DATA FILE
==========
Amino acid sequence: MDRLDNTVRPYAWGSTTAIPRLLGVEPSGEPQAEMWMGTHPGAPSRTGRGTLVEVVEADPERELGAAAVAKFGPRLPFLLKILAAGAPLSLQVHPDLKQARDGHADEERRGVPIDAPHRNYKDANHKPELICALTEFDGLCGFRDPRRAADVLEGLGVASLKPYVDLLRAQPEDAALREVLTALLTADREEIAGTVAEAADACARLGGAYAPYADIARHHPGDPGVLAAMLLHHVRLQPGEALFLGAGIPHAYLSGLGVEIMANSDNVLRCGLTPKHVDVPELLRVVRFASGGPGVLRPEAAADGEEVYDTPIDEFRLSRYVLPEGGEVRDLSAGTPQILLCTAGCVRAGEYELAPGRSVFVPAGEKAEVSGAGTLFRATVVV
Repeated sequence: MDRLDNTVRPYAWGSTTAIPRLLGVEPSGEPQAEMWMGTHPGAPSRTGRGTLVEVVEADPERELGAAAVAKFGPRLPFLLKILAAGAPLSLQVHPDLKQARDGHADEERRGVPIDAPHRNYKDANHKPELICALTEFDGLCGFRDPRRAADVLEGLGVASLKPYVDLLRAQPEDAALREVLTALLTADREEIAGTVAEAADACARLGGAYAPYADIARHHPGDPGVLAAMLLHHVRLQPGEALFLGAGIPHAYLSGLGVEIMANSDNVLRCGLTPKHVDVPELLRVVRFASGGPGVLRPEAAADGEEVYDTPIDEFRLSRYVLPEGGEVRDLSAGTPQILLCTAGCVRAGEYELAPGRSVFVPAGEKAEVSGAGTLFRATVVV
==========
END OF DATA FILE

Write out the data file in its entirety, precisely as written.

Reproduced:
Amino acid sequence: MDRLDNTVRPYAWGSTTAIPRLLGVEPSGEPQAEMWMGTHPGAPSRTGRGTLVEVVEADPERELGAAAVAKFGPRLPFLLKILAAGAPLSLQVHPDLKQARDGHADEERRGVPIDAPHRNYKDANHKPELICALTEFDGLCGFRDPRRAADVLEGLGVASLKPYVDLLRAQPEDAALREVLTALLTADREEIAGTVAEAADACARLGGAYAPYADIARHHPGDPGVLAAMLLHHVRLQPGEALFLGAGIPHAYLSGLGVEIMANSDNVLRCGLTPKHVDVPELLRVVRFASGGPGVLRPEAAADGEEVYDTPIDEFRLSRYVLPEGGEVRDLSAGTPQILLCTAGCVRAGEYELAPGRSVFVPAGEKAEVSGAGTLFRATVVV
Repeated sequence: MDRLDNTVRPYAWGSTTAIPRLLGVEPSGEPQAEMWMGTHPGAPSRTGRGTLVEVVEADPERELGAAAVAKFGPRLPFLLKILAAGAPLSLQVHPDLKQARDGHADEERRGVPIDAPHRNYKDANHKPELICALTEFDGLCGFRDPRRAADVLEGLGVASLKPYVDLLRAQPEDAALREVLTALLTADREEIAGTVAEAADACARLGGAYAPYADIARHHPGDPGVLAAMLLHHVRLQPGEALFLGAGIPHAYLSGLGVEIMANSDNVLRCGLTPKHVDVPELLRVVRFASGGPGVLRPEAAADGEEVYDTPIDEFRLSRYVLPEGGEVRDLSAGTPQILLCTAGCVRAGEYELAPGRSVFVPAGEKAEVSGAGTLFRATVVV